Are you looking to update the content on your Web site, create a new slogan or a brochure, or generate free publicity by sending out a news release? Or perhaps you want to create a simple, yet effective marketing letter to open doors.
You may have tried writing promotional material about yourself in the past and realized how long it takes – after all, it’s not as important as managing employees and looking after your customers, right? It seems that when you have to write about yourself or your business, it always takes a back burner to other pressing issues, but don’t let that happen. Your business is at stake!
Hiring a professional copywriter (that’s someone who writes marketing content) makes the job painless. In fact, a copywriter brings a different perspective to your business – and can communicate your message in a compelling manner that attracts attention, engages your prospects, and entices them to take action. But before rushing into hiring the “friend of a friend” your pal recommended, there are five things you need to know before making your decision on whom to work with.
#1 Know what you want to accomplish. Be clear about your target market (that is, who is your ideal client), what is unique about your business, and what are the key points you want to present. The more background information you can give your copywriter, the more on target your message will be – and that means the better the results you’ll get. Plus, it will help you decide on whom to hire (read #2).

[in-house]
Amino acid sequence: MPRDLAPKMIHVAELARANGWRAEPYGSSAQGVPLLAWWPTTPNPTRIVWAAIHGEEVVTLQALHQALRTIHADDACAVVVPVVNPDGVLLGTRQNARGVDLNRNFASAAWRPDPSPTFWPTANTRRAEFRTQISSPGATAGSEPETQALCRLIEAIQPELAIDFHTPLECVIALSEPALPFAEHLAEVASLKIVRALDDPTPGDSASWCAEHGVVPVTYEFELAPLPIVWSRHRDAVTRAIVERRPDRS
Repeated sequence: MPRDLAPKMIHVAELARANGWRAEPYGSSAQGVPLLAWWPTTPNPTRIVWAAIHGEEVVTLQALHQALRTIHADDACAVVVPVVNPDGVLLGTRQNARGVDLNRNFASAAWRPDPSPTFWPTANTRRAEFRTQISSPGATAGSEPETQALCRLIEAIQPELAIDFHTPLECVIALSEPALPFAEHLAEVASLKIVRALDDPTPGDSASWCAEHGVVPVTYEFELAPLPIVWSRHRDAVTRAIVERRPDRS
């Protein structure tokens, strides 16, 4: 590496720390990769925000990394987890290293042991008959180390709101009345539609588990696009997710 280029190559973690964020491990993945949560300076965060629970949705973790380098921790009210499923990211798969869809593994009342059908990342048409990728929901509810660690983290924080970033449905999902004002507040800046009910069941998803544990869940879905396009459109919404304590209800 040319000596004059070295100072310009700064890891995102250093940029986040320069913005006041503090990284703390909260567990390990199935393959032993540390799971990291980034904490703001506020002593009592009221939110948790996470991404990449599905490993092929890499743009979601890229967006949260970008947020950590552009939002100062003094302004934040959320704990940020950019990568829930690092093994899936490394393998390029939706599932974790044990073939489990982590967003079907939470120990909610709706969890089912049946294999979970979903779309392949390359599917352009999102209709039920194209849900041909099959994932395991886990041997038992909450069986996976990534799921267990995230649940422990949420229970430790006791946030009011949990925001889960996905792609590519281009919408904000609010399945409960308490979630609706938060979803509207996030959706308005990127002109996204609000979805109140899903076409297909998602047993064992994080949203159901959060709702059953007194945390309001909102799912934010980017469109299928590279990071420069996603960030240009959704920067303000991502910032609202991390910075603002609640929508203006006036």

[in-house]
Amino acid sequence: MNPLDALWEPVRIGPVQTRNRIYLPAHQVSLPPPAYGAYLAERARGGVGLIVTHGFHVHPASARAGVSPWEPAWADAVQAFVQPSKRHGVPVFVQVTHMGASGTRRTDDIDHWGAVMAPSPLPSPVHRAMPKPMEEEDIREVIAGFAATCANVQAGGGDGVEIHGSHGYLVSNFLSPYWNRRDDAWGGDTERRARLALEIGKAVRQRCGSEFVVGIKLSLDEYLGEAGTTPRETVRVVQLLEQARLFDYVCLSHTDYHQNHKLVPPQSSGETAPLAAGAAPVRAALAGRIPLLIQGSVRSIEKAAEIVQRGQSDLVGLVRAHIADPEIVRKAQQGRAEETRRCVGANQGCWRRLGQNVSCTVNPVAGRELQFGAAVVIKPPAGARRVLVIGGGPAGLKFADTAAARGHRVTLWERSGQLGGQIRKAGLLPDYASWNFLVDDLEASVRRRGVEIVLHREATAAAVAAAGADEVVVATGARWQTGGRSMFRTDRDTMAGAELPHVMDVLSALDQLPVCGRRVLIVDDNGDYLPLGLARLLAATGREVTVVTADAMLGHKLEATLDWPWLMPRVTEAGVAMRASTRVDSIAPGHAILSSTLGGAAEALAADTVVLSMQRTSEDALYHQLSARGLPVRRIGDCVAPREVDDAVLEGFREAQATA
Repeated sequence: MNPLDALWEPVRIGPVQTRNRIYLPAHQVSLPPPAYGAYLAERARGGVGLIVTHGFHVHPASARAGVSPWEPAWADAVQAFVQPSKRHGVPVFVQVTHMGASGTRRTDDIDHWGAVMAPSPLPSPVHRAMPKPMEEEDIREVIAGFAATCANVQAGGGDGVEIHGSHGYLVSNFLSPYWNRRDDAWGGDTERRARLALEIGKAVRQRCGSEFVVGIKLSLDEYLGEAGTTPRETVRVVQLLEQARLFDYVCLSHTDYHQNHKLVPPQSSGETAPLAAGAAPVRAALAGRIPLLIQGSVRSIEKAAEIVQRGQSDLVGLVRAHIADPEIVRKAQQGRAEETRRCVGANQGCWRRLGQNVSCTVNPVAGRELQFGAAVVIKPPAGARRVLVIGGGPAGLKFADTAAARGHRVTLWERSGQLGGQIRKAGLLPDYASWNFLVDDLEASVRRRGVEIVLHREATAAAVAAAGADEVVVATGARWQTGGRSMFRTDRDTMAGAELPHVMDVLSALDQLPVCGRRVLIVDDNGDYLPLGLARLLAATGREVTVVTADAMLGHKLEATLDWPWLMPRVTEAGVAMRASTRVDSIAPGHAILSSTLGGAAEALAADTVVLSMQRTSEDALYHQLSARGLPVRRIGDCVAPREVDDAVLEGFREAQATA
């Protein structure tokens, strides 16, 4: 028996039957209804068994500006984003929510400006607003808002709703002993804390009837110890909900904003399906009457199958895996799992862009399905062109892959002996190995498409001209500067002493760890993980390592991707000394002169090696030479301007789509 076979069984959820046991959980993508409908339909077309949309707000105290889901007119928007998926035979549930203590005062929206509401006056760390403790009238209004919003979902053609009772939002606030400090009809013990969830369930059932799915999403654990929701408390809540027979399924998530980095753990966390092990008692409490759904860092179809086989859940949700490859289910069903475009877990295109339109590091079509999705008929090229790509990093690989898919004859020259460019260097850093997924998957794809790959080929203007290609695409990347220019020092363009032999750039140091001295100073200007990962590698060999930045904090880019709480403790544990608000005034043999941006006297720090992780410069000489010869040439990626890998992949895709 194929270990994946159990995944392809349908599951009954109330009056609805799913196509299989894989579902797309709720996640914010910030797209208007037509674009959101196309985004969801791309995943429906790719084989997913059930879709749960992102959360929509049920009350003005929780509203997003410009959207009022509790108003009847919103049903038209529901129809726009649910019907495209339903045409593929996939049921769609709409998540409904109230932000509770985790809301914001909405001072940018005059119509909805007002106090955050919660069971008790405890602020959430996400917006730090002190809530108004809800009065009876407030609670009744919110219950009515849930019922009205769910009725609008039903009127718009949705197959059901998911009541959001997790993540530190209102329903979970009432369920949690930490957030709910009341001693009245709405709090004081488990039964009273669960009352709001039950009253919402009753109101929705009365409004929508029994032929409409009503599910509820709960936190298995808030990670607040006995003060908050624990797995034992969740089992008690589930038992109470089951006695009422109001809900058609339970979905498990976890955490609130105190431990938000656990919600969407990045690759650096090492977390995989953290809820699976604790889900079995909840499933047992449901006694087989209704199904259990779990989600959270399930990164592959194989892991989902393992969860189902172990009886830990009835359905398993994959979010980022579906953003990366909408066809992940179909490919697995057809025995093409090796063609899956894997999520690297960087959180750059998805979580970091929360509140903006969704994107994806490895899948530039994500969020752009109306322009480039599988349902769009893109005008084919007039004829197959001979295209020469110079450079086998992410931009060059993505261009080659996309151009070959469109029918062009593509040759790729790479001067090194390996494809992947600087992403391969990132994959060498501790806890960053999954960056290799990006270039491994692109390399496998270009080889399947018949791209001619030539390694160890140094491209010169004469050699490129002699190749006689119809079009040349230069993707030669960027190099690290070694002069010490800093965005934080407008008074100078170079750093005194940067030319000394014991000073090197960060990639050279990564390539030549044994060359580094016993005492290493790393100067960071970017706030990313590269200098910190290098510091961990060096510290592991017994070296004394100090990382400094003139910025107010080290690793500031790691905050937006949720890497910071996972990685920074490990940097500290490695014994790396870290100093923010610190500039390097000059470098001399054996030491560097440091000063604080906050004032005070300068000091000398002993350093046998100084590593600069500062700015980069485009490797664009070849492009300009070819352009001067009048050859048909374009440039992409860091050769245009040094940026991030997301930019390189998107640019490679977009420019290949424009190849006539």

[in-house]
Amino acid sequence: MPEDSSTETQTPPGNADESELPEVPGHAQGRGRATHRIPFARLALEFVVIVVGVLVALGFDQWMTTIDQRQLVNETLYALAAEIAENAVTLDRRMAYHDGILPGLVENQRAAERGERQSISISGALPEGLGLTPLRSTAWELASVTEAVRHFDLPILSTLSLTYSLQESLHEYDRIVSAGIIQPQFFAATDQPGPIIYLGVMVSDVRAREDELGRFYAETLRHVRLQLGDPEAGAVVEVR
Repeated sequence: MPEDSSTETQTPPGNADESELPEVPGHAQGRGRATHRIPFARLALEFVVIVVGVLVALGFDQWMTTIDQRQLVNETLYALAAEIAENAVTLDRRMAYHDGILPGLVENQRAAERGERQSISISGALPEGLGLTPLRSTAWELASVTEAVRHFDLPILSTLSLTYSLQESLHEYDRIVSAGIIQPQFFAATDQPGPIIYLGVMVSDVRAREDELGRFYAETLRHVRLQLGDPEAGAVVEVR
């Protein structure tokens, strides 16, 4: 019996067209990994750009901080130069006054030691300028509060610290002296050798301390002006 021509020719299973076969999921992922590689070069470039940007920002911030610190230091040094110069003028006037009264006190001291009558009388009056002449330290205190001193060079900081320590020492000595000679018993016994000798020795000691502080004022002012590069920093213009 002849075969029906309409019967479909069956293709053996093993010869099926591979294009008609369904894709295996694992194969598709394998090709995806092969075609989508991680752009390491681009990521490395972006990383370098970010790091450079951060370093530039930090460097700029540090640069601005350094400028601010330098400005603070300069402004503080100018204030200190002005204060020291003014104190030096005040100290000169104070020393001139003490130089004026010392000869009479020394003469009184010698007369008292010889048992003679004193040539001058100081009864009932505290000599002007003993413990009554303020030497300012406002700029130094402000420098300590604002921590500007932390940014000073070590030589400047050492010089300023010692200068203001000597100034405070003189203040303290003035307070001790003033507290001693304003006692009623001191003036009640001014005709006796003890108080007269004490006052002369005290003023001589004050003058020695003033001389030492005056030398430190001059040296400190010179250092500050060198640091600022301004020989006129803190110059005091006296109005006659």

#2 Ensure the writer has written for the “medium” you are using. A freelance writer who only writes articles for magazine publication may not understand the intricacies of writing for the Web or writing to get you free publicity. Proficiency with the medium is more important than experience writing for your industry.
#3 Ask for references and contact them. Reviewing samples may not be enough. Talk to clients to ensure their deadlines and communication needs were met.
#4 Set a realistic schedule. Rush jobs can be expensive – and may not portray the professionalism you’re looking for. Allow time for revisions. Work with your copywriter to create a schedule that works for both of you, that means, responding to outlines and/or drafts on time.
#5 Get it in writing! A simple written agreement ensures both parties understand what is required and the associated fees. This does not have to be a long multi-page proposal. It can be a simple email communication that details the deadlines (for each party) and the date to expect the final product. There will also be deposit and final payment details. Be sure to ask if revisions are included in the fee and who owns the copyright for the content.
You may not know exactly what it is you’re looking for – an updated Web site, a postcard or a brochure, or a myriad of other ways to market your business. Talk to your copywriter. He or she should give you direction on the best way to proceed. If he/she doesn’t know, it’s time to talk to someone else.